8 Must do’s when assessing CVs

Working through prospective CVs can be a very tedious task if you don’t have a system in place. Not everyone will tick all the boxes which makes the decision making process even more challenging. So how do you determine who are potential maybe’s, definite no’s and how do you decide on who to call in for an interview? Having a system in place will take away the CV sorting headache. It will also ensure that you are more consistent in your decision making and evaluate everyone on an equal playing field while maintaining the flow of your recruitment process.
It is important to adopt a process that works for you, so feel free to take or leave any of these tips; here is how I go about evaluating CVs:

Step 1 – Checklist


When you created your job spec, you should have made a list of the essential criteria in terms of skills, knowledge and experience to list the position. In an ideal world the CV’s you get should be a match for those criteria, but in reality they’ll tick some but not all the boxes. Your first step is to tick off how many criteria they meet anything below 5 out of ten is probably not worth considering, but six or seven out of ten may be worth interviewing. Create a checklist and systematically work through the pile of CV’s. This is your first step to the screening process.


Step 2 – Remove No’s


Don’t waste time on candidates that really don’t come close to meeting the mark. There are plenty others out there that will. Create a ‘no’ pile so that you narrow down your field of potential people.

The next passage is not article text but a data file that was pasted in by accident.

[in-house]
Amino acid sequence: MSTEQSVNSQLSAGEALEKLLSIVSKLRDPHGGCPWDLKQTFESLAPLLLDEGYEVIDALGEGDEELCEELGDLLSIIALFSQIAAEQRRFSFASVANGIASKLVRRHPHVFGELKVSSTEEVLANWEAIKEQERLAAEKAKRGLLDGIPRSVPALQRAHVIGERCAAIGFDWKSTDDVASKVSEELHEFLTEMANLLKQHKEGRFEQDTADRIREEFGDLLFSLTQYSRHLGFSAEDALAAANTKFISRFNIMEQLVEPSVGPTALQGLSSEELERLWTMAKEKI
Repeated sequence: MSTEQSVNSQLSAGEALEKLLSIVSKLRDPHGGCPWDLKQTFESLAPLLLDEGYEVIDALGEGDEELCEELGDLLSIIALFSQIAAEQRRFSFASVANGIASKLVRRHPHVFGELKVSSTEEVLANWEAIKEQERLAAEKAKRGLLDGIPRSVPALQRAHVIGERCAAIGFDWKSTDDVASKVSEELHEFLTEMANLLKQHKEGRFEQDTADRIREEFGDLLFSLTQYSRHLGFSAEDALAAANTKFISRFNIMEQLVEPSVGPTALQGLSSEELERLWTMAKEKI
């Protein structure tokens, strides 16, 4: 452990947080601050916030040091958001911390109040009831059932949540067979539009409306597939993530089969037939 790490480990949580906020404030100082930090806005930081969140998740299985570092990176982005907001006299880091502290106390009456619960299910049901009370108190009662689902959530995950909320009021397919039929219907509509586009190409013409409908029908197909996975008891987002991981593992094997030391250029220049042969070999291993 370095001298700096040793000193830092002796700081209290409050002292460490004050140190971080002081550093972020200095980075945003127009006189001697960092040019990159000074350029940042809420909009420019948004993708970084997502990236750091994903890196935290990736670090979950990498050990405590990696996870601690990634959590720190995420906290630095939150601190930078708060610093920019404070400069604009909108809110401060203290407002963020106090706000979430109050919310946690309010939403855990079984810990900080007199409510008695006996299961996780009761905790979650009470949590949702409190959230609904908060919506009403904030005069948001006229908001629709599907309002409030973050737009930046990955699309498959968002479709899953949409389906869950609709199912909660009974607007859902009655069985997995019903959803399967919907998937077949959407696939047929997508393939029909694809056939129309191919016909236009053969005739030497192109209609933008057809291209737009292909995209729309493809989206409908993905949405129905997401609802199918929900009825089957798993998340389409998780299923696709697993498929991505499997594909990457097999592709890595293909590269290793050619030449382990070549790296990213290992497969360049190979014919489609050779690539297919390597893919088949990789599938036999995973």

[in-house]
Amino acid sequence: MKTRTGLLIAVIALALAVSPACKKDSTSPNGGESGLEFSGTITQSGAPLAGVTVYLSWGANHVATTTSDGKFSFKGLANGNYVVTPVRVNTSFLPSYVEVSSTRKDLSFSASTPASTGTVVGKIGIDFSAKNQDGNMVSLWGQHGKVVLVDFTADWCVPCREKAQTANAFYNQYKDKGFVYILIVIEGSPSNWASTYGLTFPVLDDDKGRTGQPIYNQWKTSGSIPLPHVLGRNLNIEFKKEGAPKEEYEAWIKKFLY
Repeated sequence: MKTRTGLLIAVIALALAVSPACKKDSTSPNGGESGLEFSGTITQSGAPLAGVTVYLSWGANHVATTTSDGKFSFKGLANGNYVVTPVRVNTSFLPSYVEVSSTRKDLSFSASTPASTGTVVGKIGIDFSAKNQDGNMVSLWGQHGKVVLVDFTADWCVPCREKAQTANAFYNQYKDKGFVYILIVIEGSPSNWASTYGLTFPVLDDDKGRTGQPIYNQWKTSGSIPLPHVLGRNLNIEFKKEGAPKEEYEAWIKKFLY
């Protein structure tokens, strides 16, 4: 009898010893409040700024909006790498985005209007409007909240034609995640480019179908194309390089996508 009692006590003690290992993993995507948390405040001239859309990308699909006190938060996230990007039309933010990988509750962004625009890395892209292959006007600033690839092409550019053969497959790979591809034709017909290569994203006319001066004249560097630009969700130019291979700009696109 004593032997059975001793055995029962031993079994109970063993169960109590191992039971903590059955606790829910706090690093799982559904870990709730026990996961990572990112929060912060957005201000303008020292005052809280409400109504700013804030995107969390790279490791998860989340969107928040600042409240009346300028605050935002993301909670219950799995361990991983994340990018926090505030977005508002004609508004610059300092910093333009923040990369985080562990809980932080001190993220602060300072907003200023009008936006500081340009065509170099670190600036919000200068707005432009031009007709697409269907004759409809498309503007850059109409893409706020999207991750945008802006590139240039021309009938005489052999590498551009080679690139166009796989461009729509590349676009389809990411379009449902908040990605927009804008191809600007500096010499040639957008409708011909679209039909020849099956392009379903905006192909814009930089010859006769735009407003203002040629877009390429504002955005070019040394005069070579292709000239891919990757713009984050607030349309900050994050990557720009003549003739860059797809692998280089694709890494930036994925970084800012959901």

Step 3 – Review Maybe’s


It’s rare to get a perfect candidate that fits every single one of our criteria. Remember that perfect candidates rarely exist and with that in mind, don’t look for perfect, just look for potential. How many of the criteria do they meet, is there a good blend between hard and soft skills? Are the criteria they missing skills that they could possibly learn on the job or are they skills that they absolutely need to know before starting?


Step 4 – Check their online presence


What people share and post on Facebook or Instagram can show their true colours. People that are serious about their careers will be careful about what they post and will probably have security settings on their personal profile so that they are only sharing posts with close friends. Look out for red flags of postings that are rude or offensive.


Step 5 – Check availability


Check that prospective crew are still looking for a job. It could be that they were hired yesterday, in which case you can remove them from the maybe pile.


Step 6 – Check references


Don’t assume that what the CV presents is true. Take the time to check references personally. Most supervisors don’t want to give someone a bad reference even if they weren’t the best crew person as this may hinder their chances of future success. However, if you ask the right questions you should be able to draw out whether there were any interpersonal issues or skills that they were incompetent in.


Step 7 – Prepare your interview questions

Ensure you include behavioural style interview questions so that you can assess the candidates values and whether they have the right soft skills to be a team player.


Step 8 – Get interviewing


Once you have your shortlist, prioritise the ‘maybe’ pile immediately start to arrange interviews. Good candidates are often snapped up quickly, so you will want to move quickly to secure the best crew.